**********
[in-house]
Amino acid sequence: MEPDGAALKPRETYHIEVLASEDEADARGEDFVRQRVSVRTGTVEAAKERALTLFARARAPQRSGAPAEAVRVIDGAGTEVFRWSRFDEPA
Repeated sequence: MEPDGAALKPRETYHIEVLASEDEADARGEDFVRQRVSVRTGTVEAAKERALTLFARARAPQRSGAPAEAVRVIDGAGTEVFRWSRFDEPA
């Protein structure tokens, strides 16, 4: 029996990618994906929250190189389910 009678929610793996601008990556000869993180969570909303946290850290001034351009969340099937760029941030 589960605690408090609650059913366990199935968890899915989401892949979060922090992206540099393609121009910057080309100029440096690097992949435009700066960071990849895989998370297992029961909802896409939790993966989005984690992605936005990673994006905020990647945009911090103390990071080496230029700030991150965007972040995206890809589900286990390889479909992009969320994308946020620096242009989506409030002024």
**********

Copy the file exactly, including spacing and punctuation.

[in-house]
Amino acid sequence: MEPDGAALKPRETYHIEVLASEDEADARGEDFVRQRVSVRTGTVEAAKERALTLFARARAPQRSGAPAEAVRVIDGAGTEVFRWSRFDEPA
Repeated sequence: MEPDGAALKPRETYHIEVLASEDEADARGEDFVRQRVSVRTGTVEAAKERALTLFARARAPQRSGAPAEAVRVIDGAGTEVFRWSRFDEPA
């Protein structure tokens, strides 16, 4: 029996990618994906929250190189389910 009678929610793996601008990556000869993180969570909303946290850290001034351009969340099937760029941030 589960605690408090609650059913366990199935968890899915989401892949979060922090992206540099393609121009910057080309100029440096690097992949435009700066960071990849895989998370297992029961909802896409939790993966989005984690992605936005990673994006905020990647945009911090103390990071080496230029700030991150965007972040995206890809589900286990390889479909992009969320994308946020620096242009989506409030002024």